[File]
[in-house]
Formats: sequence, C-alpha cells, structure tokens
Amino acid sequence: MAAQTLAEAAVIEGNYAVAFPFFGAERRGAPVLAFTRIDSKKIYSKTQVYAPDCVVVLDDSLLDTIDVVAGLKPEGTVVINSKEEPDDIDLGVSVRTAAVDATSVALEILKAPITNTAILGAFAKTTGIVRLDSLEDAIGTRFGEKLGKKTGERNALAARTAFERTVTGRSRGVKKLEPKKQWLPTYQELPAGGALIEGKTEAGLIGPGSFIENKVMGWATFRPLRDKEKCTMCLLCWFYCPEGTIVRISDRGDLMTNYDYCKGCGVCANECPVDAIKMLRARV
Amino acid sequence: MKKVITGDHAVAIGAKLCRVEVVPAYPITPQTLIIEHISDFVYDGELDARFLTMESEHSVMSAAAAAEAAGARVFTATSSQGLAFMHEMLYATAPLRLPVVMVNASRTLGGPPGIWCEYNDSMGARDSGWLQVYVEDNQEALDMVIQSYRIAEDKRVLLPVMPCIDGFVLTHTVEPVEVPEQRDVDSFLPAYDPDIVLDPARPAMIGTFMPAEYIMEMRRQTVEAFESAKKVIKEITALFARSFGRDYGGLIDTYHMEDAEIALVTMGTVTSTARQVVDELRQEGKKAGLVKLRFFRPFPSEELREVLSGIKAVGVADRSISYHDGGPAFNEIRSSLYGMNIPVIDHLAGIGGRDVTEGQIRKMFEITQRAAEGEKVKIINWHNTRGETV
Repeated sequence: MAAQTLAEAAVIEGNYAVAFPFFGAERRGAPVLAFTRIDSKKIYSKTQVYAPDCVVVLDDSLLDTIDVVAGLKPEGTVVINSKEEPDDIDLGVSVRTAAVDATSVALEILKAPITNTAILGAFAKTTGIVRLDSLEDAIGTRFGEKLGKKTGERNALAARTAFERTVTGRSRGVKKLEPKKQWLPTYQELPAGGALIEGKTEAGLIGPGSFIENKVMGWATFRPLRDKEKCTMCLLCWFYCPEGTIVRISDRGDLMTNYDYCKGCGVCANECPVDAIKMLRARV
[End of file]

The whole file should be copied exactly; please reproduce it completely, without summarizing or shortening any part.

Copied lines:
[in-house]
Formats: sequence, C-alpha cells, structure tokens
Amino acid sequence: MAAQTLAEAAVIEGNYAVAFPFFGAERRGAPVLAFTRIDSKKIYSKTQVYAPDCVVVLDDSLLDTIDVVAGLKPEGTVVINSKEEPDDIDLGVSVRTAAVDATSVALEILKAPITNTAILGAFAKTTGIVRLDSLEDAIGTRFGEKLGKKTGERNALAARTAFERTVTGRSRGVKKLEPKKQWLPTYQELPAGGALIEGKTEAGLIGPGSFIENKVMGWATFRPLRDKEKCTMCLLCWFYCPEGTIVRISDRGDLMTNYDYCKGCGVCANECPVDAIKMLRARV
Amino acid sequence: MKKVITGDHAVAIGAKLCRVEVVPAYPITPQTLIIEHISDFVYDGELDARFLTMESEHSVMSAAAAAEAAGARVFTATSSQGLAFMHEMLYATAPLRLPVVMVNASRTLGGPPGIWCEYNDSMGARDSGWLQVYVEDNQEALDMVIQSYRIAEDKRVLLPVMPCIDGFVLTHTVEPVEVPEQRDVDSFLPAYDPDIVLDPARPAMIGTFMPAEYIMEMRRQTVEAFESAKKVIKEITALFARSFGRDYGGLIDTYHMEDAEIALVTMGTVTSTARQVVDELRQEGKKAGLVKLRFFRPFPSEELREVLSGIKAVGVADRSISYHDGGPAFNEIRSSLYGMNIPVIDHLAGIGGRDVTEGQIRKMFEITQRAAEGEKVKIINWHNTRGETV
Repeated sequence: MAAQTLAEAAVIEGNYAVAFPFFGAERRGAPVLAFTRIDSKKIYSKTQVYAPDCVVVLDDSLLDTIDVVAGLKPEGTVVINSKEEPDDIDLGVSVRTAAVDATSVALEILKAPITNTAILGAFAKTTGIVRLDSLEDAIGTRFGEKLGKKTGERNALAARTAFERTVTGRSRGVKKLEPKKQWLPTYQELPAGGALIEGKTEAGLIGPGSFIENKVMGWATFRPLRDKEKCTMCLLCWFYCPEGTIVRISDRGDLMTNYDYCKGCGVCANECPVDAIKMLRARV